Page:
Lapierre talk to us a lot for input because the UK is a really important area for them, especially in the full-suspension mountain bike area. For trail bikes – 120-160mm travel – we’re one of their most important markets worldwide so they listen a lot to the feedback of what the UK market wants because it has a big impact on them.
BM: Perks of the job?
Ha. Getting to ride awesome bikes all the time is definitely a perk. I wouldn’t be able to afford to buy the bikes that I ride all the time so yeah that is definitely a perk! The people I get to work with is also a big perk; all the guys at Hotlines are really sound guys, like to go riding all the time and everyone’s really passionate about riding. I get to go away on trips as well.
I get to travel around the world quite a lot and get to ride with some pretty cool people in some pretty cool places. Those are the perks summarised I’d say.
BM: So you live and work in Bristol. Is it easy to get out on the trails?
Yeah it is. I’ve always specifically chosen to live somewhere that I don’t have to drive to ride my bike. It’s a big deal because even if it’s just chucking the bike in the van and driving for five minutes it just makes the whole deal so much harder.
In Bristol, I can ride straight from my door onto trails so in the average week, I mean it varies, but in the average week I must ride three to four times. It might only be an hour at seven in the morning or seven at night but you’ve just got to get out really.
Bristol’s got some surprisingly good riding as well. There’s all the stuff that everyone know s about around Ashton Court and Leigh Woods but there’s also loads of kind-of hidden trails, they’re not exactly secret, but there’s lots of more natural stuff down into the gorge. We’ve got loads of pump tracks and BMX tracks too. There’s just a bit of everything from DH to trails and pump-tracks. But I’d say the majority of what I do is just trail riding.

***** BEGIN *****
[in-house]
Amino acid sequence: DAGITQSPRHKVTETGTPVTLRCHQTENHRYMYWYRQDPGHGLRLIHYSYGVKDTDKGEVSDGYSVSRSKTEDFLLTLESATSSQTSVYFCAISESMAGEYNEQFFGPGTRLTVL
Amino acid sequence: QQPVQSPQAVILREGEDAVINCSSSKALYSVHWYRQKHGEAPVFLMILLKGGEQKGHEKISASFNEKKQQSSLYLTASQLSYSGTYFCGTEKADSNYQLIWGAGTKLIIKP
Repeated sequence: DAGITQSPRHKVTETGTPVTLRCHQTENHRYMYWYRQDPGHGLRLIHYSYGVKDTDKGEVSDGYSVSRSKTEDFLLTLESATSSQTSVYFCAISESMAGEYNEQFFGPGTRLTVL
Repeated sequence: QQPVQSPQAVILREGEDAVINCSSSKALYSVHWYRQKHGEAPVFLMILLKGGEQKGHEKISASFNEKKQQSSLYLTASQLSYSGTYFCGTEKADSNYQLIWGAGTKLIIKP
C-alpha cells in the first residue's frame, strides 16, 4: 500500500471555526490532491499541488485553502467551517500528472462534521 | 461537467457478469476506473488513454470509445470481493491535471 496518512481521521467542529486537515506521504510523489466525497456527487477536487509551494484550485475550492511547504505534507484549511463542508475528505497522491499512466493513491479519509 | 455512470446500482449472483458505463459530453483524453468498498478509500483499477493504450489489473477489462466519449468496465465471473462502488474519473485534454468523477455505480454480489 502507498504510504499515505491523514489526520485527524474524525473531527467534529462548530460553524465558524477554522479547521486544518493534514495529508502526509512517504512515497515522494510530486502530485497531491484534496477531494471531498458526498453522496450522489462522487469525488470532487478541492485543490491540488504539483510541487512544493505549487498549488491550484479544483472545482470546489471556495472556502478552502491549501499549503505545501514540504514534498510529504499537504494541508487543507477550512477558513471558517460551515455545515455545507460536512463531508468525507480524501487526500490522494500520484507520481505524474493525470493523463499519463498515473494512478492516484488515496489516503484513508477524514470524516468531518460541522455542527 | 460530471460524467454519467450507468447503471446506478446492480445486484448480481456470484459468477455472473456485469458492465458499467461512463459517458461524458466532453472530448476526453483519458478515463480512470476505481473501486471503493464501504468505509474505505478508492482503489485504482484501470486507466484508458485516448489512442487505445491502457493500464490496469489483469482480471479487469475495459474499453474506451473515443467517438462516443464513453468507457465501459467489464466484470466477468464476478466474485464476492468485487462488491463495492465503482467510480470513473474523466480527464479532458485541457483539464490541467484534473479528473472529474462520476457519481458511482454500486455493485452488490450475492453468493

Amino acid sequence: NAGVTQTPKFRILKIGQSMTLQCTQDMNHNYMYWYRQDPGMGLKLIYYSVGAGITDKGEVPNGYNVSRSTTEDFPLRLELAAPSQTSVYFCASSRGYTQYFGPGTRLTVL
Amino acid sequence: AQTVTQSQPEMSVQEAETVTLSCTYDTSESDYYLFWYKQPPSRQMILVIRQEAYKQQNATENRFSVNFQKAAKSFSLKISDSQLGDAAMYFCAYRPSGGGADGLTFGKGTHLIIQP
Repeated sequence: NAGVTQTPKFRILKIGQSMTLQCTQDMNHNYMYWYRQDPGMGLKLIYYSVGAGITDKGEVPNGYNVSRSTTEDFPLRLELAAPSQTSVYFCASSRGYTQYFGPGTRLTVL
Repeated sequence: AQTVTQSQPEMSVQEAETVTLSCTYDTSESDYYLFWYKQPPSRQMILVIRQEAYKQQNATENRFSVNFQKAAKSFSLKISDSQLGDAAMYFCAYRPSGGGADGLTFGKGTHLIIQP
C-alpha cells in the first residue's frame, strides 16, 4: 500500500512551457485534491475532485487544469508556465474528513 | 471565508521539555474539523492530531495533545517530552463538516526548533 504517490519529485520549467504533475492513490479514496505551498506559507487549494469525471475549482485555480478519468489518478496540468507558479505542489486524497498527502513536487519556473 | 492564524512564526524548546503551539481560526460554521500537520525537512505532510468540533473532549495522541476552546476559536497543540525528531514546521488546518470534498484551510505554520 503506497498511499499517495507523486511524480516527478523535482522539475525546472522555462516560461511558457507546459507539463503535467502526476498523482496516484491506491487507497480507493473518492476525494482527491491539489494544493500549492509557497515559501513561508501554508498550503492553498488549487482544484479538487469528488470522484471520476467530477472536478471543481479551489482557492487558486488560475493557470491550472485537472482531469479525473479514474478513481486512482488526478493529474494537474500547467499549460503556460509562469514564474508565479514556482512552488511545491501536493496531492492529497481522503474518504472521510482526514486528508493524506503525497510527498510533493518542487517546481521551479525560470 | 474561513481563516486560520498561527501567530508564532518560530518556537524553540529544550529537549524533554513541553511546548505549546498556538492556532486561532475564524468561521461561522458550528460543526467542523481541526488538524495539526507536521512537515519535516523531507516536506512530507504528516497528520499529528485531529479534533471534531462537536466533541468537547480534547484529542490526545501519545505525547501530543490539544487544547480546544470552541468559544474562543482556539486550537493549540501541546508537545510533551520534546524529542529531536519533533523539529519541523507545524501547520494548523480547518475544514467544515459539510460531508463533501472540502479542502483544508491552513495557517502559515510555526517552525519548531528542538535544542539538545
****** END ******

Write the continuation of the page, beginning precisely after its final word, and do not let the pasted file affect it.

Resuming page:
BM: You’ve raced enduro for quite a few years and you’ve done very well in the past. Any racing plans for this year?
I’ve done well in the past yep. But I’ve got a busy year ahead of me so I haven’t got any huge plans to follow a whole series or anything like that, what I’d like to be doing is the whole Enduro World Series, but with work commitments and stuff it’s a bit unrealistic for me to be doing that.
However, I’m planning on doing some races at the beginning of the year so I’ll probably do the first couple of rounds of the UK series, maybe a few of the smaller enduros in the UK too.
I always try to get away at least once a year to race abroad, sometimes two. Last year I did the first Super Enduro race in San Remo and, as you know, those races are just amazing. So I’d really like to go and do another one of those this year. I don’t really care which one, they’re all really good.